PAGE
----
Stronghold for the fleet. Why was Admiral Nakhimov respected even by enemies?

The illustrious admiral was born on July 5, 1802 in the small village of Gorodok, Vyazemsky district, Smolensk province, into a large family of a poor landowner Stepan Mikhailovich Nakhimov. All Paul's brothersbecame military sailors. He also dreamed of becoming a sailor.

Baptism of Navarino

In the spring of 1815, Pavel was admitted to the Naval Cadet Corps, and two years later he was already sailing with the best students of the corps, among whom was future author of the Explanatory Dictionary of the Living Great Russian Language; Vladimir Dal. In the winter of 1818, Nakhimov was promoted to midshipman. The character of a young naval officer can be judged from one case when he served on the frigate “Cruiser”; and rescued a sailor who had fallen overboard. Then Nakhimov, without hesitation, together with other sailors, lowered the boat into the water, which almost immediately disappeared from sight in the raging waves. The rescue team was already considered dead, but Nakhimov and his companions managed to return.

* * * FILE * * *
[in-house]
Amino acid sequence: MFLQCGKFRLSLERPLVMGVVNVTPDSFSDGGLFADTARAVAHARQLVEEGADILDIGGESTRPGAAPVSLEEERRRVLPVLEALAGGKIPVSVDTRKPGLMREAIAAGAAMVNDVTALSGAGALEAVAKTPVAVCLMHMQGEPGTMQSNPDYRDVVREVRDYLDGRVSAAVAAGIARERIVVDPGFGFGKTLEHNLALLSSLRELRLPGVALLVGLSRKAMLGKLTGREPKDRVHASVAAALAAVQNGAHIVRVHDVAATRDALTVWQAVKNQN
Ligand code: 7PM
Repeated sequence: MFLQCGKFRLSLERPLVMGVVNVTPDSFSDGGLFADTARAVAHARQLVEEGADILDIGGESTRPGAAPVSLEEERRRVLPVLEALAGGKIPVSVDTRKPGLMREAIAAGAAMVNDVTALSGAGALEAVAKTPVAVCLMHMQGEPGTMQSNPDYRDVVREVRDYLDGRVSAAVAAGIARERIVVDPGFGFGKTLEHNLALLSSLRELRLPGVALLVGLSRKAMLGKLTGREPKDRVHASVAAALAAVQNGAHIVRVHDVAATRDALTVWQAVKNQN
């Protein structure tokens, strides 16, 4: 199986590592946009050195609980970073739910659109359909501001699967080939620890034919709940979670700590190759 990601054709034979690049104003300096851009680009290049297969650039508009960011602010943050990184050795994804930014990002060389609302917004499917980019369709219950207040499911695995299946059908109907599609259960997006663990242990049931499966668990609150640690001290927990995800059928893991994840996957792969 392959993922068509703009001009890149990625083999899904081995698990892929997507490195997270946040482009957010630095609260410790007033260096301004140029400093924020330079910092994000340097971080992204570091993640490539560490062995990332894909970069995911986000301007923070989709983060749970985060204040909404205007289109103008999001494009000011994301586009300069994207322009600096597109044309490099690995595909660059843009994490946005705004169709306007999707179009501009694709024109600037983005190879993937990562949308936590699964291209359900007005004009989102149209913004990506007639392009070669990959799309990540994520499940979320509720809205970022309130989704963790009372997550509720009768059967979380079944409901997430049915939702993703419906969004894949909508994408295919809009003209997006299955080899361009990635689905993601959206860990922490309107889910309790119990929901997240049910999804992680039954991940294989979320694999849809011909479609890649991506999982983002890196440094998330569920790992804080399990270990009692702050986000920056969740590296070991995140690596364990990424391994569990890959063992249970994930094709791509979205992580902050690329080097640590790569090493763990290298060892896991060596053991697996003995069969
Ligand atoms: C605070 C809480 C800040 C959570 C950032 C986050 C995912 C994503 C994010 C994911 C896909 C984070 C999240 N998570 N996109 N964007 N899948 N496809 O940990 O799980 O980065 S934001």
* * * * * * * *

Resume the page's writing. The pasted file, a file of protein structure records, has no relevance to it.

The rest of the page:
Nakhimov received his baptism of fire in 1827 in the naval battle of Navarino with the Turkish-Egyptian fleet, where he commanded a battery on the flagship battleship Azov. Then, out of the entire united squadron of Russia, England and France, Azov came closest to the enemy squadron. He sank and destroyed five enemy ships. “Azov” received hundreds of holes, including 7 — below the waterline. For feats in battle, for the first time in the Russian fleet, the ship was awarded the stern St. George flag, and the young officer was awarded the Order of St. George IV class.